The Ocean Floor

Tall Tales & Small Tales

(Swim Slowly; 2007)

By Conrad Amenta | 27 March 2007

The Ocean Floor -- essentially the nom de plume of principle songwriter and performer Lane Barrington -- is the collaborative audio equivalent of a Wes Anderson flick, and the accompanying "Floorchestra" his cast of Tenenbaums. They're couched in the outwardly inane, finding epiphanies like buried treasure in the minutia of the everyday and the personal, sculpting cockeyed fairytales from the convoluted eccentricities to be found in seemingly normal situations. And if Barrington is Anderson, the auteur who asks us to delve into his world rather than meet us in our own, and Tall Tales & Small Tales is his child, then it may be a little bit touched in the head. Enamored with a sense of wonder and fascination while never supposing that the novelty of any given situation can ever run out, the album is a loot bag of bejeweled sounds and Barrington’s lyrical versions of a suburban magic-realism. It contains anti-cynicism in concentrated form and whimsical weirdness for weirdness’ sake, all of it bypassing twee’s often overbearing preciousness and supposition that being calculatedly unconventional or childlike should be enough.

Behind Tall Tales & Small Tales’ preliminary spazz-folk surface, defined at first by Barrington’s silly-voiced falsetto, are musical arrangements that are complex, enthusiastically creative and unpredictable. Each song is an accumulation of arcane discoveries, trinkets hidden in seemingly arbitrary fashion throughout the overcrowded, creepy grandmother’s home the album-as-whole provides. Generally acoustic but quick blossoming -- and in the least obvious places, with horns and strings, banjo and bells -- each song testifies to Barrington’s songwriting versatility; listed as the primary performer of most of the album’s varied instrumentation, Barrington displays an impressive and accomplished scope without sliding into pedantic virtuosity. Similarly impressive is that he maintains his idiosyncrasies. The Ocean Floor’s a cipher-less puzzle that remains steadfastly personal and never lectures, is perfectly happy to be alone (and have fun) in its weirdness. Populated by childlike characters and hyper-personified emotions, the album is a Neverland of Barrington’s own design.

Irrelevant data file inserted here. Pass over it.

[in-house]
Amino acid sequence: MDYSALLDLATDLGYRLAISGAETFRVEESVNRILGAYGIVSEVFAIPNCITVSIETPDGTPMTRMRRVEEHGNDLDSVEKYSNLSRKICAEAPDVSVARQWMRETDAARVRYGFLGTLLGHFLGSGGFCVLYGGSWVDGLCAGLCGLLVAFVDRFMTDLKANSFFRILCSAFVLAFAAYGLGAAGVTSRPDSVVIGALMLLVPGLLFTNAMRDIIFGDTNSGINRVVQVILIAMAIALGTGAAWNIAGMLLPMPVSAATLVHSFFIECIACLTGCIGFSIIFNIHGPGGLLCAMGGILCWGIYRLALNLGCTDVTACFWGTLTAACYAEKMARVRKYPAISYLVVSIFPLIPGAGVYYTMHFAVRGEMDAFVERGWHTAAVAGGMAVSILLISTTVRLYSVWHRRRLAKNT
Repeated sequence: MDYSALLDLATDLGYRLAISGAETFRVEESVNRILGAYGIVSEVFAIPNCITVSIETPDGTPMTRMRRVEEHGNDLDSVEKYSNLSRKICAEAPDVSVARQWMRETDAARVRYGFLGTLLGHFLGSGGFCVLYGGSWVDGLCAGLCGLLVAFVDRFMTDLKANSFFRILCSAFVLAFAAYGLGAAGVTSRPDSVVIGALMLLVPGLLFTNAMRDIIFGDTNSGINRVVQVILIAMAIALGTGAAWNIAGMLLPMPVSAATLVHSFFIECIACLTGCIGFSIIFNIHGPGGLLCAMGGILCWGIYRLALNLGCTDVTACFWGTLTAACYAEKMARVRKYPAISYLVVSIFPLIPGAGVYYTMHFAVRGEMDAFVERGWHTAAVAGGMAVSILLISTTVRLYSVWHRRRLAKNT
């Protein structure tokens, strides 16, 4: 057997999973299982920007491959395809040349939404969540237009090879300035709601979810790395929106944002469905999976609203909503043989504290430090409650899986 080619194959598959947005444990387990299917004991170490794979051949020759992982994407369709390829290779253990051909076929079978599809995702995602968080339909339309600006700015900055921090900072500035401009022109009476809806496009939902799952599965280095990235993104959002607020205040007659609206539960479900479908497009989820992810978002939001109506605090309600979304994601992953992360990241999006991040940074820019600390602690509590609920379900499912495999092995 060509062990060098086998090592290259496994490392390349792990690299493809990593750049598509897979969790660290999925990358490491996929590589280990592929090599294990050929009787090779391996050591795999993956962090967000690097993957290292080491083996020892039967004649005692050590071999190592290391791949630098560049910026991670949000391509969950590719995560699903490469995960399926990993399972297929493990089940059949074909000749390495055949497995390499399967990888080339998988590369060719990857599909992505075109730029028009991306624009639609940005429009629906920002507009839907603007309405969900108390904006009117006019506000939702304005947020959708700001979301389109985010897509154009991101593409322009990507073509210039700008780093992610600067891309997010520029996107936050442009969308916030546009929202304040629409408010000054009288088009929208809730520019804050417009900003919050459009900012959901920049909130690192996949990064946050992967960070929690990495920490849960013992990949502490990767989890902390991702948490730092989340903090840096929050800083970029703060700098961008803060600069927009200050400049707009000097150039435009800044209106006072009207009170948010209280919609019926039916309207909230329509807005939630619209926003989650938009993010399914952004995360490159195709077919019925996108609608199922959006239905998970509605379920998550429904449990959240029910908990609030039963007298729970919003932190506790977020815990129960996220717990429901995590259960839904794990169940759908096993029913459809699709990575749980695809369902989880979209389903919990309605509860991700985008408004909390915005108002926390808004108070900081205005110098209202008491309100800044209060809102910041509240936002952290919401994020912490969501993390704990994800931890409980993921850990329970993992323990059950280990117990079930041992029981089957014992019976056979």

The seven-minute “Bedbugs” starts with jittery, tremulous strings over pleasant acoustic undertones, providing just one of the album’s many and near-constant odd-ball declarations: "I’m so excited now / I probably shouldn’t say / I've got a big date with a librarian today!” The line sort of hangs there, satisfied with the pseudo-novelty of its own mild geekiness -- critic bait for those who fell off the Napoleon Dynamite train early. But in the context of the song’s sincere enthusiasm, and preceding the line that it does (“Our talking books will all shut up and they’ll have to listen / And when the night is done they’ll open up again”), it no longer seems as premeditated and strained in its humor. There’s a moment where you realize Barrington might actually mean it, and the sooner this moment takes place the sooner Tall Tales endears itself.

"Pillows & Molasses" is tougher to crack; it may or may not be about bears, has a narration about an airplane, kitschy DJ scratching (replete with "put your hands in the air and wave them like you don't care"), and arbitrary, adventurous contributions that last only a few ADD-fueled seconds. "Inner Ear" is the most accessible track on the album at just under two minutes, and also the catchiest, but Tall Tales is about diversions and distractions. The succinctness of “Inner Ear” seems almost an obligation. Like how without chores there would be no escape, that kind of thing.

"Every Grass Stained Day"'s title summarizes the nostalgia and playfulness of the Ocean Floor's music as well as its almost vaudevillian shifts in moods. A piano line that could be out of an elementary school performance gradually finds its way to a busy marching band outburst and a moody, elegant close. The song feels episodic and disconnected, the same way cartoons feel broken up by commercial breaks and their ensuring hyperbolic action. But “Every Grass Stained Day,” and most of the music on Tall Tales, doesn’t capture the two-dimensional emotional pap of Saturday morning cartoons. It’s about the experience of watching them, the breakfast cereal and the day that follows.

And, like that, the album ends with the same disjointed suddenness, with Barrington denying conformity to conventional album structure the way he purposefully keeps his songs from the
"maturity" of straightforwardness or clarity. As a jumbled bag of sounds and melodies the album is as memorable as the controlled chaos of childhood it evokes.